Migraine is a recurring, episodic neurological disorder characterized by headache, nausea, vomiting, and sensory disturbances. These events are thought to arise from the activation and sensitization of neurons along the trigeminovascular pathway. From animal studies, it is known that thalamocortical projections play an important role in the transmission of nociceptive signals from the meninges to the cortex. However, little is currently known about the potential involvement of cortico-cortical feedback projections from higher-order multisensory areas and/or feedforward projections from principal primary sensory areas or subcortical structures. In a large cohort of human migraine patients (N=40) and matched healthy controls (N=40), we used resting-state intrinsic functional connectivity to examine the cortical networks associated with the three main sensory perceptual modalities of vision, audition and somatosensation. Specifically, we sought to explore the complexity of the sensory networks as they converge and become functionally coupled in multimodal systems. We also compared self-reported retrospective migraine symptoms in the same patients, examining the prevalence of sensory symptoms across the different phases of the migraine cycle. Our results show widespread and persistent disturbances in the perceptions of multiple sensory modalities. Consistent with this observation, we discovered that primary sensory areas maintain local functional connectivity but express impaired long-range connections to higher-order association areas (including regions of the default mode and salience network). We speculate that corticocortical interactions are necessary for the integration of information within and across the sensory modalities, thus could play an important role in the initiation of migraine and/or the development of its associated symptoms.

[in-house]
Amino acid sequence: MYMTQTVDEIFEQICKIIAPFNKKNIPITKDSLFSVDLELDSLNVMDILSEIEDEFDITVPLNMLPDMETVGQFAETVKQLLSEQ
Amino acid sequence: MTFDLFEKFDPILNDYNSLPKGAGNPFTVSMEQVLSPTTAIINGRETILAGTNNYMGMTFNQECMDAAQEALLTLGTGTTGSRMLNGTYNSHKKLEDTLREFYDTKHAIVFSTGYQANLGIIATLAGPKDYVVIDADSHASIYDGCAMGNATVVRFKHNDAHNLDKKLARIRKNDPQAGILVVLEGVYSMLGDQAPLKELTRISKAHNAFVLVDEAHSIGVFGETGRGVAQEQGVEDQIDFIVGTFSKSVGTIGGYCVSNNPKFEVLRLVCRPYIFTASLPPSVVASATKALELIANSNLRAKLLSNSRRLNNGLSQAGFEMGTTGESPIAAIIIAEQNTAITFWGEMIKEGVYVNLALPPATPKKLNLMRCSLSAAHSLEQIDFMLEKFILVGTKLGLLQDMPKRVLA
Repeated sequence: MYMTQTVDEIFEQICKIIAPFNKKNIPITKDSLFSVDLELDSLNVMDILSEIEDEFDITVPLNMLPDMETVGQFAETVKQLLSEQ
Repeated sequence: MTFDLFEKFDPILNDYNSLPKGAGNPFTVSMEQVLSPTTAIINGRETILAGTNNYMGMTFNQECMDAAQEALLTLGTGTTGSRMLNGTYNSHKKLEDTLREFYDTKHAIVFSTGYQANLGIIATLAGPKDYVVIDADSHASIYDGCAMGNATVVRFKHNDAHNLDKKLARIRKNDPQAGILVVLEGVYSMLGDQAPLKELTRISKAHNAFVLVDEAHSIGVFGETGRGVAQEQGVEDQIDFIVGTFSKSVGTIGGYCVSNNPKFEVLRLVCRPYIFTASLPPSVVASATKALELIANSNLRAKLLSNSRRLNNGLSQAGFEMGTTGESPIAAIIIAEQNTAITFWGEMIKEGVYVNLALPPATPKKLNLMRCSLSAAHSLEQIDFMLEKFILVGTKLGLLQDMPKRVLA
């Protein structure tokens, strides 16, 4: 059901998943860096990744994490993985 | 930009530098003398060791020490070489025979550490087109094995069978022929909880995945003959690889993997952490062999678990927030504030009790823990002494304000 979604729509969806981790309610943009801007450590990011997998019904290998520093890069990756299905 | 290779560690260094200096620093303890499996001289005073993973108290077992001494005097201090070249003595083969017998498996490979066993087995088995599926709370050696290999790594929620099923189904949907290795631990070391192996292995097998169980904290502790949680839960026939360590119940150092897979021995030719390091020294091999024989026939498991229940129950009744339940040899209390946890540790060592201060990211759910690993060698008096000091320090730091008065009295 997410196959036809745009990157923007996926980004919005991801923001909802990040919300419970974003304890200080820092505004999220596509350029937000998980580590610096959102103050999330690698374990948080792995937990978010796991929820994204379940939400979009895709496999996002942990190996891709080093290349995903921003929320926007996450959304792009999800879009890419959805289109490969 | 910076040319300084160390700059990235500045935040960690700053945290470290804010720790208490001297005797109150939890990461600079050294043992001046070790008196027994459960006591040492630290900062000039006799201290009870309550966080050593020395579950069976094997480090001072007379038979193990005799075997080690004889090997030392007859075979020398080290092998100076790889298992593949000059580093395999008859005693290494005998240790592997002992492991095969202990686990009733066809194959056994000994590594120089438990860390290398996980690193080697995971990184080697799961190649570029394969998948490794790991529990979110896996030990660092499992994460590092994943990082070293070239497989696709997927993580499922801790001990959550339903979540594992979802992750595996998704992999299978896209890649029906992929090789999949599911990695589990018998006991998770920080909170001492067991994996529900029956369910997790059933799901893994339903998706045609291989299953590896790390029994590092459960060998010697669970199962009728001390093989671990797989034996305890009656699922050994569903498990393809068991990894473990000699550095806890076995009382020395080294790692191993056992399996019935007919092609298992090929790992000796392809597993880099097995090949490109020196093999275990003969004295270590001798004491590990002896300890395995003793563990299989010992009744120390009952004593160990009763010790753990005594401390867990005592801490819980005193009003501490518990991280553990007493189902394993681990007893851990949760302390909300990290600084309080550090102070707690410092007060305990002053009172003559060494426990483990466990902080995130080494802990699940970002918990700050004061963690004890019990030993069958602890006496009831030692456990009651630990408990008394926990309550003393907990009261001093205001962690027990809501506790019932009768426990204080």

Significance Statement: Migraine is a multifactorial disorder that is associated with abnormalities in sensory processing, including nociceptive and non-nociceptive processing. Here we examine the corticocortical circuitry in the migraine brain relating to the principle primary sensory areas (vision, audition and somatosensation). We also compare self-reported retrospective migraine symptoms in the same patients. Our results identified widespread and persistent disturbances in the perceptions of multiple sensory modalities. Furthermore, we discovered that primary sensory areas maintain local functional connectivity but express impaired long-range connections to higher-order association areas (including regions of the default mode and salience network). These findings provide new insights into the complex symptomatology of migraine, and highlight the need to consider network-level cortical processes in the pathophysiology of headache disorders.
Authors report no conflict of interest
National Institutes of Health (NIH) [RO1 NS073977 and K24 NS064050] funded this study.